Abstract 18257: Systolic Blood Pressure as a Novel Determinant of Nocturia in Non-Hispanic Black Men
Introduction: Nocturia (awakening one or more times at night to urinate) has been associated with self-reported hypertension and non-Hispanic black race/ethnicity in a small number of prior studies, none of which measured blood pressure (BP).
Methods: To determine if systolic or diastolic BP, or both, are independent determinants of nocturia, in 2,577 black men 35 to 79 years of age being screened in their barbershops for participation in a NHLBI funded barbershop based hypertension intervention trial in Los Angeles, field interviewers; a) obtained accurate measures of BP with a highly rated oscillometric monitor that took 5 successive readings and averaged the last 3; and b) administered an in-person questionnaire that included structured response items on nocturia and its known determinants.
Results: The men had a mean age of 53 ± 0.2 (SEM) years and 1,288 men (50%) had hypertension; of these, 33% were untreated (with BP medication) and another 28% were treated but uncontrolled (BP≥140/90 mmHg). The overall prevalence of any nocturia was high: 77%, ranging from 68% of normotensive men (n=469, mean BP 112/68 mmHg) to 91% of men with treated but uncontrolled hypertension (n=366, mean BP 151/89 mmHg). In stepwise multivariable logistic regression models that accounted for several factors (age, diabetes, enlarged prostate, treatment with BP medication and sleep apnea), systolic but not diastolic BP was found to be an independent determinant of nocturia: for each 10 mmHg increase in systolic BP, the odds of having any nocturia increased by 13%, adjusted odds ratio (aOR) and 95% confidence interval (CI), 1.13, [1.06-1.21]) and the odds of having severe nocturia (≥3 episodes per night), which was present in 16% of the sample, increased by 23% (aOR [95% CI], 1.23 [1.12-1.34]). The effect associated with each 10 mmHg increase in systolic BP was similar to that with each 10-year increase in age.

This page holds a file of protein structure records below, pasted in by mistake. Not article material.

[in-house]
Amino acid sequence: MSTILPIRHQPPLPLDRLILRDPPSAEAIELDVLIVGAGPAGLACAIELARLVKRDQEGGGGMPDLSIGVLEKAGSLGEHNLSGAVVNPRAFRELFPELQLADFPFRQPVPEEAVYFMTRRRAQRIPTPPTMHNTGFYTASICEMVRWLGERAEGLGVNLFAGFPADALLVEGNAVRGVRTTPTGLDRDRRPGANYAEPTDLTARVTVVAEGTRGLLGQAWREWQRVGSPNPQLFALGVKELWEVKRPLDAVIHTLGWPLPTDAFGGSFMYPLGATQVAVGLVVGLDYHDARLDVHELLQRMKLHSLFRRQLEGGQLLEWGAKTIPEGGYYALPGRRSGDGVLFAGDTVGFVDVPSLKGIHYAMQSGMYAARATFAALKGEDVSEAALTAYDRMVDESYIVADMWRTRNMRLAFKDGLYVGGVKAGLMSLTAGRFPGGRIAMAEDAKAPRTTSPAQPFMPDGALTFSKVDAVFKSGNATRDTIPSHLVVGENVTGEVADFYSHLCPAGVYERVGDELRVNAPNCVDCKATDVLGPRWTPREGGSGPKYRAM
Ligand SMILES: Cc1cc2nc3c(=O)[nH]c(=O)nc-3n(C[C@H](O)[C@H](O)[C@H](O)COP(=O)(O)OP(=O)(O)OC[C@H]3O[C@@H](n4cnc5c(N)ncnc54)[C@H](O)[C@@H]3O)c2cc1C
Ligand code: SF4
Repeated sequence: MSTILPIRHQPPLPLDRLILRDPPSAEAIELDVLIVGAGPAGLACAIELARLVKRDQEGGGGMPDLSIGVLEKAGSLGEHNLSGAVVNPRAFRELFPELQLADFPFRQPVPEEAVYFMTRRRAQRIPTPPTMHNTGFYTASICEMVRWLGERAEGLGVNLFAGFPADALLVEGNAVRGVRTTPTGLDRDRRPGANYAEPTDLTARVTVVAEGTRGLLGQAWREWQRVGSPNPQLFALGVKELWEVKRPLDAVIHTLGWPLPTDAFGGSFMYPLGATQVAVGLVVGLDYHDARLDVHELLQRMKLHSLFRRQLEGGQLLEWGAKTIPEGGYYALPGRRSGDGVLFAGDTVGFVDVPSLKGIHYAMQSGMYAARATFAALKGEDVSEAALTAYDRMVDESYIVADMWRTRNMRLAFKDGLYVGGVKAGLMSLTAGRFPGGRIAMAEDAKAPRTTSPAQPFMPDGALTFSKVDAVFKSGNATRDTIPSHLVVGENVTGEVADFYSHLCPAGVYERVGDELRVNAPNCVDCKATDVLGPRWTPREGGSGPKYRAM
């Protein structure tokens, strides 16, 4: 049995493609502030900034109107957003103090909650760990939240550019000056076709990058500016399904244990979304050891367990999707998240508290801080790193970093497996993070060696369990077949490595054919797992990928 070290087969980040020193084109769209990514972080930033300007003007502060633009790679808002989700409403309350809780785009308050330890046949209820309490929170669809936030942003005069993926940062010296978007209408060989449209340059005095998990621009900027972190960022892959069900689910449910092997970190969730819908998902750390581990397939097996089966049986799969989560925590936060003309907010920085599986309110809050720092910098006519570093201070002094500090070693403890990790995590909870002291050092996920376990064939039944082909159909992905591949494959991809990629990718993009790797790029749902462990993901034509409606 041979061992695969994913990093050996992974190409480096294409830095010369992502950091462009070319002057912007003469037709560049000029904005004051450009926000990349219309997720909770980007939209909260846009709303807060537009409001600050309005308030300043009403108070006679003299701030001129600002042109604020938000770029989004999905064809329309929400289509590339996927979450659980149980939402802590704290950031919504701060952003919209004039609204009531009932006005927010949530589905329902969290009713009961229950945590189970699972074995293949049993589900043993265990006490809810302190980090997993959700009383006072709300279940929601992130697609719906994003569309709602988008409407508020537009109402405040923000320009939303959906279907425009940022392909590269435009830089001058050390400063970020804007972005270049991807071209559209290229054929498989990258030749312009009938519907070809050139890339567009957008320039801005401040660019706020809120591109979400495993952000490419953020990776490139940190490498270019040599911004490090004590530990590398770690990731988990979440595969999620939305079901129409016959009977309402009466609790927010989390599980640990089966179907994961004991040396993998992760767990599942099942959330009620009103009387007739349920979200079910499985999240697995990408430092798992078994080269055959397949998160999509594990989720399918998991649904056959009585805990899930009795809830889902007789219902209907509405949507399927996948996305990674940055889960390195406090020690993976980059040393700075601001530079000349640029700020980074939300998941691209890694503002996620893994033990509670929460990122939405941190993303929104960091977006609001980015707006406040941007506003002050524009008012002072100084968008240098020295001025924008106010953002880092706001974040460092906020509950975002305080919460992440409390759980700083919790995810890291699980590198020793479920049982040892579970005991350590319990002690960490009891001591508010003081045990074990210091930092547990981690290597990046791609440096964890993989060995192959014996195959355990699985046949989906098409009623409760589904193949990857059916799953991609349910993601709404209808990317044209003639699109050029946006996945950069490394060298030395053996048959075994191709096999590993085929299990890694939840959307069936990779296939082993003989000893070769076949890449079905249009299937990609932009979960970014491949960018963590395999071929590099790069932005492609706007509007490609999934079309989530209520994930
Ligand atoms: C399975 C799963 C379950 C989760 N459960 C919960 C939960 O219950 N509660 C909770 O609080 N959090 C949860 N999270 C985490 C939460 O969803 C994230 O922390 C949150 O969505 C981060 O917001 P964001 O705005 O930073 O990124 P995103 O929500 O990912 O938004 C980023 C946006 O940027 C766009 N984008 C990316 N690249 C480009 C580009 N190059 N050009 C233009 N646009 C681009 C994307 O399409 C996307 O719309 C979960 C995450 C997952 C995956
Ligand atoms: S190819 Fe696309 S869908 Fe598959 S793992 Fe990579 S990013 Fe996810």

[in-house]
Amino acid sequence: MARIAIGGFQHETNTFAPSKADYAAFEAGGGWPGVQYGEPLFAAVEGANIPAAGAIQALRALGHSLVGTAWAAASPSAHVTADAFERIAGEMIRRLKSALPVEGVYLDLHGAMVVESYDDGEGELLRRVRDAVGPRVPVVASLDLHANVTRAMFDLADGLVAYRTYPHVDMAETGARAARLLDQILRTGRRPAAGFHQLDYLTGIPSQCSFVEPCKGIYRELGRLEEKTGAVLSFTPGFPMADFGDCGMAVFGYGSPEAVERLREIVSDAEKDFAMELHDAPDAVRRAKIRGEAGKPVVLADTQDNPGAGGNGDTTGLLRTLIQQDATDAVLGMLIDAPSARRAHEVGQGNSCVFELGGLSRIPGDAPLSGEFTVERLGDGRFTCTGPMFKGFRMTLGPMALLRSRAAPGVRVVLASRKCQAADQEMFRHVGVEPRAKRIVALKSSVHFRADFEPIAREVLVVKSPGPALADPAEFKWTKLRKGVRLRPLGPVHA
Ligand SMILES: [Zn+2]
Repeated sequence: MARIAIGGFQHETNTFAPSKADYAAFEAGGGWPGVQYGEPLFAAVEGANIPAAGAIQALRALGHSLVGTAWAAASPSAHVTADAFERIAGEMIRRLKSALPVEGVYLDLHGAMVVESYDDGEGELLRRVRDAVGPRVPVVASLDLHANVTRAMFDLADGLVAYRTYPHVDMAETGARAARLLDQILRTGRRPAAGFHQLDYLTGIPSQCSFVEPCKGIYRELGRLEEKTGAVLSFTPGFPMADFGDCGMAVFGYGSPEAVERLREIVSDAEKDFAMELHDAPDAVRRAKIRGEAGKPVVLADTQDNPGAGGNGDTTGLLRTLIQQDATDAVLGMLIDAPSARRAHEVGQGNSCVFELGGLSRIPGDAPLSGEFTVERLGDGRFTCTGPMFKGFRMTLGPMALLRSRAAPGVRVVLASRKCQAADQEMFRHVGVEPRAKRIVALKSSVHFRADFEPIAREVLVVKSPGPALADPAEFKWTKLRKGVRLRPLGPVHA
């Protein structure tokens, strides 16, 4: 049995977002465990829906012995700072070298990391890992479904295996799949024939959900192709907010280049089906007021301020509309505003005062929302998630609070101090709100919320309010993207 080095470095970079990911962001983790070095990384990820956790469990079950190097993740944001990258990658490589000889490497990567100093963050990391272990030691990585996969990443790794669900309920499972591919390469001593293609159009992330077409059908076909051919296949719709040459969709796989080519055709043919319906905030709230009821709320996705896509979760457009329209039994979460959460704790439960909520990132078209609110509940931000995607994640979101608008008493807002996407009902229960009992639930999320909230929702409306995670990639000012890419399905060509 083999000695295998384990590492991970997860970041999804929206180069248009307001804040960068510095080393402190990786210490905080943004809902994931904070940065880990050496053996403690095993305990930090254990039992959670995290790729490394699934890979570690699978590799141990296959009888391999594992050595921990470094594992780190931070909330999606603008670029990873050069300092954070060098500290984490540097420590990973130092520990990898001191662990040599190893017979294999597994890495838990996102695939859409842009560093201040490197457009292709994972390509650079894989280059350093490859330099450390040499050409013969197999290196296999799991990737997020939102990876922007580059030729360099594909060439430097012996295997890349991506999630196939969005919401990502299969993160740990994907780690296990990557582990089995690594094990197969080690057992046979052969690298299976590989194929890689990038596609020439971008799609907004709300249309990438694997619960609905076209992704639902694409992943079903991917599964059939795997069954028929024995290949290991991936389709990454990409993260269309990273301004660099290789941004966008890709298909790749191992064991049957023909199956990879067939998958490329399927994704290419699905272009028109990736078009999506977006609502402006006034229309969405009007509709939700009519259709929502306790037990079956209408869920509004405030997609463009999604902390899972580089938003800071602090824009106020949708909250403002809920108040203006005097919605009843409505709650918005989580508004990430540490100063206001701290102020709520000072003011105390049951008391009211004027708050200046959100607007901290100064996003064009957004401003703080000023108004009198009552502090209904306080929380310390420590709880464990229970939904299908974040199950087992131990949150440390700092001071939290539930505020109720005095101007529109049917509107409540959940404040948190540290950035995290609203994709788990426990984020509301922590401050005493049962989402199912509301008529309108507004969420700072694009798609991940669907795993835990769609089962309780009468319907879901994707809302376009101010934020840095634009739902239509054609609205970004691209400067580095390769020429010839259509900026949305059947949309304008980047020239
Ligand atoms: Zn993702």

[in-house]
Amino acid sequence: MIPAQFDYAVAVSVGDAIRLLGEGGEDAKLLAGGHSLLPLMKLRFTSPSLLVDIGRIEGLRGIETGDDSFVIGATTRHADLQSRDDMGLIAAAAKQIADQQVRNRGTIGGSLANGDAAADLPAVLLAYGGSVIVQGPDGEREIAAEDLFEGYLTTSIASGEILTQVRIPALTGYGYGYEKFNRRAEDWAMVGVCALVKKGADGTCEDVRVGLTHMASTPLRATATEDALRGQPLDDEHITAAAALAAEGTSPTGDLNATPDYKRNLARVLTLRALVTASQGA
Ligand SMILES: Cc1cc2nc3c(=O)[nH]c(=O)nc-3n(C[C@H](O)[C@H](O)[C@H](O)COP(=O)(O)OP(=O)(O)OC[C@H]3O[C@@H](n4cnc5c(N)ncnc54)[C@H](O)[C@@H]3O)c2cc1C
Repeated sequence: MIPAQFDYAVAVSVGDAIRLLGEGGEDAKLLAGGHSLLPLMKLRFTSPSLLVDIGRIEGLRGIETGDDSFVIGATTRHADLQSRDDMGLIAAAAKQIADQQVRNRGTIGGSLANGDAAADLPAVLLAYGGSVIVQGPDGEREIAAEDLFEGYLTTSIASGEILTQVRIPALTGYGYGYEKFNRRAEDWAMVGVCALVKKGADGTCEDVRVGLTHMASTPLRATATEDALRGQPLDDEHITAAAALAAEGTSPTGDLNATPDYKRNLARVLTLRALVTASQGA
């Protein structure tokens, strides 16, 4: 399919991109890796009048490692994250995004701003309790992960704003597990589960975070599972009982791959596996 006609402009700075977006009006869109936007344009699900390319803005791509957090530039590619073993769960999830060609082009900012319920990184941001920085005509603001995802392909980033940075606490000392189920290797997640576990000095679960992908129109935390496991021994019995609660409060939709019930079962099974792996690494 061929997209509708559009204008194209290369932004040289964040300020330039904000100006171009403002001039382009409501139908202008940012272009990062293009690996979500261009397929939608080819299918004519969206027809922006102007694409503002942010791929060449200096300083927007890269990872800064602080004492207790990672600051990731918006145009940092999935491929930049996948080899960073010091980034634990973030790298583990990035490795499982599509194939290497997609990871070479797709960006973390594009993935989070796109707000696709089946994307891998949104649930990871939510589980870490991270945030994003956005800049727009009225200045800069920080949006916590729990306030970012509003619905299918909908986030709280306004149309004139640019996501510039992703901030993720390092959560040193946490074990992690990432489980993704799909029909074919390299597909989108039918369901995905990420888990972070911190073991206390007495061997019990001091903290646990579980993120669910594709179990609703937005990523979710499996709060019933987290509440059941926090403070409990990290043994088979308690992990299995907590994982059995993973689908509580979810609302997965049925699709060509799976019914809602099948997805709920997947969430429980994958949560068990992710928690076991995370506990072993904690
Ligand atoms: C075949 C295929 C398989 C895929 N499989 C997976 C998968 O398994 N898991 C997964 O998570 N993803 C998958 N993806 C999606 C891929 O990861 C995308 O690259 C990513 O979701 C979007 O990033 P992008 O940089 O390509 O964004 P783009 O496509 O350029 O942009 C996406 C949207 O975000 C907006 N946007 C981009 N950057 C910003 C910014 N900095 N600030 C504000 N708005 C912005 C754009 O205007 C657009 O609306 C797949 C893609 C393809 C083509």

Conclusion: This study of a large unselected community-based sample of middle-aged and older non-Hispanic black men provides the first evidence that systolic BP constitutes an independent and rather potent determinant of nocturia. Prospective studies are underway to determine if nocturia—and thus sleep quality, and quality of life—improve with effective hypertension management.
Author Disclosures: O.R. Mason: None. K. Lynch: None. M. Rashid: None. A. Reid: None. R.M. Elashoff: None. R.G. Victor: None.
- © 2016 by American Heart Association, Inc.